In granting the modification the referee and the court relied heavily upon the earning capacity of the individuals since the divorce. However, we believe that the "picture" as a whole must be considered in resolving this issue. See Muehler v. Muehler, 333 N.W.2d 432 (N.D.1983).

During the first seven of the parties' twenty-year marriage, and through the birth of their two children, Rosalie was the family's primary source of income. During this period Rosalie was employed as a full-time registered nurse while William attended school and acquired his bachelor's and master's degrees. At the time of the divorce Rosalie's income was approximately $17,000, and William's was $19,809. Following the divorce Rosalie returned to graduate school, obtained a master's degree in nursing administration, and then worked for the Veterans Administration. William continued to work for the Fargo Public Schools, and remarried. Following the modification hearing the referee concluded William and Rosalie were earning $26,779.08 and $29,000.00, respectively. The referee attributed Rosalie's increase in income to her earning a master's degree. Based on these factual findings the referee concluded a material change in circumstances had occurred since the divorce because the parties' incomes were largely equalized and also because Rosalie's rehabilitation had taken place. The referee's decision, as affirmed by the district court, amended paragraph 5 of the original judgment to read in part:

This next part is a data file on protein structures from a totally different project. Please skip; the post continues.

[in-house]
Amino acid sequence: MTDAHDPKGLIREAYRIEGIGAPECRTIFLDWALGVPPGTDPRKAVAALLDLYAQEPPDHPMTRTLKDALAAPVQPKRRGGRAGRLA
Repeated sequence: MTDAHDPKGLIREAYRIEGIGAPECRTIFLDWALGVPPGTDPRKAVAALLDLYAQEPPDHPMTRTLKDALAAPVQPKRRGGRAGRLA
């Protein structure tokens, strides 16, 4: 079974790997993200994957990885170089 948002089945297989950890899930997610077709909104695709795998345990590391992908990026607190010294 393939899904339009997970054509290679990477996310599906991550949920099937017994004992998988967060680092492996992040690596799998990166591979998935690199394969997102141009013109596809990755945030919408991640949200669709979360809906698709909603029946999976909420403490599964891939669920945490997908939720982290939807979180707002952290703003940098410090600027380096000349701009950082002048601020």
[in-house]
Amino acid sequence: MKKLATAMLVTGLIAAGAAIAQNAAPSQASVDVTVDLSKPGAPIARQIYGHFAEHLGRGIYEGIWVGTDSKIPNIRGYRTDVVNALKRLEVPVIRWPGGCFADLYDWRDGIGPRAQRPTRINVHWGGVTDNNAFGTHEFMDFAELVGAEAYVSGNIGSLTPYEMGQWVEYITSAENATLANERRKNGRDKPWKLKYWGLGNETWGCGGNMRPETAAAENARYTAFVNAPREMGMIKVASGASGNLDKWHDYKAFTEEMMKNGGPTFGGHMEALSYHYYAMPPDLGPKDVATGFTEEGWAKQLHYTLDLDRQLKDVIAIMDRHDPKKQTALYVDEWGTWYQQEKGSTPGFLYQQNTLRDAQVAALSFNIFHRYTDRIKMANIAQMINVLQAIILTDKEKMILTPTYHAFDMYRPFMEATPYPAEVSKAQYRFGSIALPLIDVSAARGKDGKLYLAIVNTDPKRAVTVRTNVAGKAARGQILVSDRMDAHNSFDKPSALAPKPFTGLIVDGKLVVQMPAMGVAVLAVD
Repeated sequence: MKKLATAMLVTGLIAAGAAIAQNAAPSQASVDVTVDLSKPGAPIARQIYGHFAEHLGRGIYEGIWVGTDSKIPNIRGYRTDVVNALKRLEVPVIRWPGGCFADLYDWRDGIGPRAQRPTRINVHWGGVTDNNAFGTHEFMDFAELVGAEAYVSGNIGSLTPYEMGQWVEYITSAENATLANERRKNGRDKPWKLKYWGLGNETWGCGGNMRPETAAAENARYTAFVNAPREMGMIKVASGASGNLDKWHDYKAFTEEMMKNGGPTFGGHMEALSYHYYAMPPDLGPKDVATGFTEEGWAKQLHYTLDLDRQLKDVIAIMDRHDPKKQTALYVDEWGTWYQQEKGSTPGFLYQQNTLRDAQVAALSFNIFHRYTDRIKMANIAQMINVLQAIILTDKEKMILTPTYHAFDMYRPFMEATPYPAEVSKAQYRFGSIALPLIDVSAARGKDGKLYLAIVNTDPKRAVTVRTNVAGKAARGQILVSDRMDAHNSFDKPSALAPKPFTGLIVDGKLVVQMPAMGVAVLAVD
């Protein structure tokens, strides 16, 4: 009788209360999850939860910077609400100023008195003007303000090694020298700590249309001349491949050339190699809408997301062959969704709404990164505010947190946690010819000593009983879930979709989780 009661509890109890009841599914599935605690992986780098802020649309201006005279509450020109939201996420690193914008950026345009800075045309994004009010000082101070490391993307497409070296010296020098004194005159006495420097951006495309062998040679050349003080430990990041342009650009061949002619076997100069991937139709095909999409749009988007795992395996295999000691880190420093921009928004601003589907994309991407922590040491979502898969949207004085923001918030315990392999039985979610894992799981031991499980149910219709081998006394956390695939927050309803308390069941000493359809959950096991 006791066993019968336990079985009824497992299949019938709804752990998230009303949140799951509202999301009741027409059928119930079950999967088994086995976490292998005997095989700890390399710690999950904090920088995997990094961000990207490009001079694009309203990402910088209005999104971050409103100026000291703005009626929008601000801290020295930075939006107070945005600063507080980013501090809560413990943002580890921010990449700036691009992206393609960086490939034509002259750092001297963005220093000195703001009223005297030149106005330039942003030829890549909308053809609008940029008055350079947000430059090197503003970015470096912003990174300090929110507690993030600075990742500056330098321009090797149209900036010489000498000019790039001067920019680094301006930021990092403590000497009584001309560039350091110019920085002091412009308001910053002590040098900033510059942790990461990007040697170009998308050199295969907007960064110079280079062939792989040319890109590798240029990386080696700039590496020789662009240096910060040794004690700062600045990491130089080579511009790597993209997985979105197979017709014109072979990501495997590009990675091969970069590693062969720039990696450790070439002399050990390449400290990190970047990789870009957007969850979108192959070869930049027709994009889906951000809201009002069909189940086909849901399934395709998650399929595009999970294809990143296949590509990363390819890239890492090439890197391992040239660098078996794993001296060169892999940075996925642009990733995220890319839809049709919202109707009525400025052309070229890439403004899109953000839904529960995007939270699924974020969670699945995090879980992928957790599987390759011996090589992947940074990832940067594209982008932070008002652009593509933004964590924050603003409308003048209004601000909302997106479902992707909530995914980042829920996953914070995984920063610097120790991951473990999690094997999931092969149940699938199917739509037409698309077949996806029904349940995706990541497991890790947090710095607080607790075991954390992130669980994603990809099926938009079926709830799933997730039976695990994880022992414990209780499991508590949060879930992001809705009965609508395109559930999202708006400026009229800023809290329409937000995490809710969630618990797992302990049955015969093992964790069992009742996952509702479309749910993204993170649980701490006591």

"That effective October, 1983, the Defendant shall pay to the Plaintiff as and for alimony, on the First of each month, an amount equal to One-half ( 1/2) of the monthly payment, on principal only, to the mortgagee of the parties' home ...."

According to the original judgment William paid $100 less than the monthly payment on the mortgage principal and interest. The amended judgment required William to pay one-half of the monthly payments on the mortgage principal whereas the original monthly payments included interest payments. The amended judgment reduced William's monthly "alimony" payment from $379.00 to approximately $22.00. 1 However, William continued to retain a fifty percent equitable interest in the home as a joint tenant.

Before a divorce judgment may be modified the party seeking the modification, here William, must demonstrate a material change in circumstances has taken place. Muehler v. Muehler, 333 N.W.2d 432 (N.D.1983). In general, a self-induced change in circumstances, such as remarriage, Foster v. Nelson, 206 N.W.2d 649 (N.D.1973), does not constitute a valid ground for modification. Muehler, supra at 434.